By Christina Flores-Chan and Matthew Davison
Long before the metaverse became a common term, Michael Bergmann, an assistant professor at Toronto Metropolitan University’s (TMU) School of Performance and director of research at the Technological Research in Performance Lab had been incorporating it into not only his own storytelling, but also in his teaching.
Throughout the university’s time online during the pandemic, Bergmann said he took the opportunity to explore other mediums of performance besides the program’s usual in-person theatrical shows. He began using virtual reality (VR), a computer-generated experience that immerses users into a simulated environment with a headset, as a virtual stage for his students.
“Taking aspects of scenic design, lighting design and sound design, we’re basically creating that environment originally in VR, then we’re having the actors come into it,” Bergmann said.
For certain projects, actors would perform live using their own headsets and the audience would join in through VR. “The fun aspect of it is you can do things in VR and in the metaverse that you can’t do in real life. So all of a sudden, we can jump between floors, you know?” said Bergmann.
“The actors can change the entire scene and now we’re in a completely different environment. It takes a lot of the magical aspects of theatre and performance and gives us another tool to really make that immersive.”
To some students, the term metaverse may be a foreign concept—a word associated with the neon green coding language from The Matrix or reminiscent of a dystopian future where society exists only online. For others, the word might just have as much significance as the newest name of the technology company Meta, formerly known as Facebook. And as it happens, none of those guesses would be very far off.
“You can do things in VR and in the metaverse that you can’t do in real life”
The “metaverse,” according to Forbes, is an umbrella term for the virtual, online worlds that are accessible through three-dimensional, immersive technologies such as artificial intelligence, VR and augmented reality. Different applications of the metaverse work to simulate and enhance the physical reality in which society currently exists.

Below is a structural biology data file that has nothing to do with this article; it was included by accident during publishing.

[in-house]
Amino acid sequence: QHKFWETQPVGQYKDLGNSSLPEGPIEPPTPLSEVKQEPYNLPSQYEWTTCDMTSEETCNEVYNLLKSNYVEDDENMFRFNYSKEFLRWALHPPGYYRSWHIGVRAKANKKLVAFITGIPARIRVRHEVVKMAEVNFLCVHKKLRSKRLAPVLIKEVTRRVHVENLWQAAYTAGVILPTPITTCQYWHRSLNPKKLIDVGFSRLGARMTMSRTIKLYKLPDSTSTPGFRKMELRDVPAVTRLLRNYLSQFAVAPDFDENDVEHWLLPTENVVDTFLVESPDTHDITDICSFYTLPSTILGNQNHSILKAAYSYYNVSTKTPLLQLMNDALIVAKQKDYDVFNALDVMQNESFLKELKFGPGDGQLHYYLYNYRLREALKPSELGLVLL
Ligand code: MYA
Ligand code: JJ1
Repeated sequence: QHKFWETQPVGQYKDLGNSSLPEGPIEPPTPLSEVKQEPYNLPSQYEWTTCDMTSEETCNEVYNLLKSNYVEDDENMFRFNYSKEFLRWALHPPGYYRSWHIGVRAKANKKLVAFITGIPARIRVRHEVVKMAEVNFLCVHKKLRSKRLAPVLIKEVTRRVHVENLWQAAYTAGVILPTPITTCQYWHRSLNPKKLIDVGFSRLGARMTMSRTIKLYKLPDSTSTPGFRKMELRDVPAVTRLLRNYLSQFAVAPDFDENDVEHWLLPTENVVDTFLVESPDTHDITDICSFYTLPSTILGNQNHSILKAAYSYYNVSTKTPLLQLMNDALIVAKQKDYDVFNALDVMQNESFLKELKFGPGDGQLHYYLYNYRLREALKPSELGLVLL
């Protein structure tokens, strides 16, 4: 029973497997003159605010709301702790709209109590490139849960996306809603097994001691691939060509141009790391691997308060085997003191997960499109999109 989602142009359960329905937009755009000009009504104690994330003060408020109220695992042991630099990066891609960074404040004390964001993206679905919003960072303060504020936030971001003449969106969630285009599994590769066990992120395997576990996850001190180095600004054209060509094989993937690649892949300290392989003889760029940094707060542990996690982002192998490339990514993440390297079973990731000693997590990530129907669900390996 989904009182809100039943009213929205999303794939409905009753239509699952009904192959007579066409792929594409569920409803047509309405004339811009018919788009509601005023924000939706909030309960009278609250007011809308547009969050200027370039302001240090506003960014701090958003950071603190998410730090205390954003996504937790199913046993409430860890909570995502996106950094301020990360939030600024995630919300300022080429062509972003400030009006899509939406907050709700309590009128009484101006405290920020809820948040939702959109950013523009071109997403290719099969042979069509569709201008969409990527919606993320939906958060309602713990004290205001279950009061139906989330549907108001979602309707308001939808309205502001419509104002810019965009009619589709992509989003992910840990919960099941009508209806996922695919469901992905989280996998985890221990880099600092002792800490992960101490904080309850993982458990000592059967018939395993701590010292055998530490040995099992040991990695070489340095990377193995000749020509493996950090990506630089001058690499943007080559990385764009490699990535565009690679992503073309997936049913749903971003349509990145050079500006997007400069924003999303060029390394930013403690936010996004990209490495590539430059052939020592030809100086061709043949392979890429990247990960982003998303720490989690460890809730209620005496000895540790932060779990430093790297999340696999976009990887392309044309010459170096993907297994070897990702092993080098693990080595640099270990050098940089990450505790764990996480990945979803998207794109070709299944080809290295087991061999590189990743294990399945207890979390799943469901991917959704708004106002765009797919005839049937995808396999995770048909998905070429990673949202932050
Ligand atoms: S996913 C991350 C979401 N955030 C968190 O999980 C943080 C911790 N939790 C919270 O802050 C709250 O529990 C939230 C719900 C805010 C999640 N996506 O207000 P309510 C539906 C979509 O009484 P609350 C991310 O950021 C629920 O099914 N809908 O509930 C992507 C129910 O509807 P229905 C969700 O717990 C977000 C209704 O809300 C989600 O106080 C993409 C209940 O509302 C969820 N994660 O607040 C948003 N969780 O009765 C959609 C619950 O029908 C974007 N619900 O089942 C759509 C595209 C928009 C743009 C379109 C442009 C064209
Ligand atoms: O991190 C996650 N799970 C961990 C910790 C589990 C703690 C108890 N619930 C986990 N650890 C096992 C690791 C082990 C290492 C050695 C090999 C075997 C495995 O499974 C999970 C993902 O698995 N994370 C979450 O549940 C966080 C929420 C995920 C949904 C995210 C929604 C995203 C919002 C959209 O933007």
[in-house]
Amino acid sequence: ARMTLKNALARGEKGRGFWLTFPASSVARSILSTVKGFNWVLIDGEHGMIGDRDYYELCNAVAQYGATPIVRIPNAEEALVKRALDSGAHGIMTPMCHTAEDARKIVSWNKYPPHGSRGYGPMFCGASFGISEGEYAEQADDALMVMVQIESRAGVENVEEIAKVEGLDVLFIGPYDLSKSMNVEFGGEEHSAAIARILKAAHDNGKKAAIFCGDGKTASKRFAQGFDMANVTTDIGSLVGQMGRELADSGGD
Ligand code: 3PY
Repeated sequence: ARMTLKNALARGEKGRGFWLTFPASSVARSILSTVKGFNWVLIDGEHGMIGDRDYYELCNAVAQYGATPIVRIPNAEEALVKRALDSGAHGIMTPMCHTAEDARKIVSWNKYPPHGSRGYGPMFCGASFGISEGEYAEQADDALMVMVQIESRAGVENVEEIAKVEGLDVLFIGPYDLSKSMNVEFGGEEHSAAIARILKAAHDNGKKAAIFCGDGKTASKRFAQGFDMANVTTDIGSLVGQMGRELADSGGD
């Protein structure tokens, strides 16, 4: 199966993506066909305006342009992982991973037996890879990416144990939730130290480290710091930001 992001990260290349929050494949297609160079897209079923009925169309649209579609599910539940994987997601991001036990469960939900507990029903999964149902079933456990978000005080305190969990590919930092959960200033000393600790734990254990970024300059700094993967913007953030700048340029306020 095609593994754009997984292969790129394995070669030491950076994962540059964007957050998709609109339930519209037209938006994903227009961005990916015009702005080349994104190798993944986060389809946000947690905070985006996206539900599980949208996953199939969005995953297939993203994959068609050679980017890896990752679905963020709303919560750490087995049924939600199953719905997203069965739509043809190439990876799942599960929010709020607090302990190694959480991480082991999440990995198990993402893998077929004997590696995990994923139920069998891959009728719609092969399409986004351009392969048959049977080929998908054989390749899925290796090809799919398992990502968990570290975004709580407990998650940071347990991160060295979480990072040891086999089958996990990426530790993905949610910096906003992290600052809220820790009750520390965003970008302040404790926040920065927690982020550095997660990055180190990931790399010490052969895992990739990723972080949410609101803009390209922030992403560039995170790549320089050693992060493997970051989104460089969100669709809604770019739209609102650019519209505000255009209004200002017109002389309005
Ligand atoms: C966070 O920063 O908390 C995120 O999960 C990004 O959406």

For instance, while Bergmann’s virtual stage helped students to maximize their education in the physical world throughout online learning, other spaces aim to simply provide users with a digital alternative to the analog one.
These digital spaces are made possible through blockchain technology, which is defined by the International Business Machines Corporation (IBM) as a decentralized database that collects, records and tracks all digital assets and transactions, like the trading of non-fungible tokens (NFTs), that exist across a network.
“If we’re not engaging with the metaverse at this point, then we’re behind”
Through the trading of NFTs, virtual real estate and cryptocurrency, metaverse users can spend and earn capital in the digital space. Brands like Gucci and Nike have already released fashion designs made specifically for digital avatars, while the National Football League partnered with Ticketmaster earlier this year to offer NFT tickets in celebration of the 2022 Super Bowl.
And these spaces are projected to keep growing. A September report by GlobalData valued the metaverse market size at $22.79 billion USD (or $31.1 billion CAD) in 2021 and it is estimated to balloon to $996.42 billion by 2030.
According to another article in Forbes, the metaverse’s eventual goal is to create “an individualized experience for the user,” allowing participants to travel and experience destinations around the world through VR and a headset or communicate with other users in ways that mimic real-life interaction.
For Bergmann, one of the only setbacks of using advanced technology for performance was the challenge of making VR headsets accessible to members of the audience. He thinks, however, that in a few years time, metaverse technology will become more common.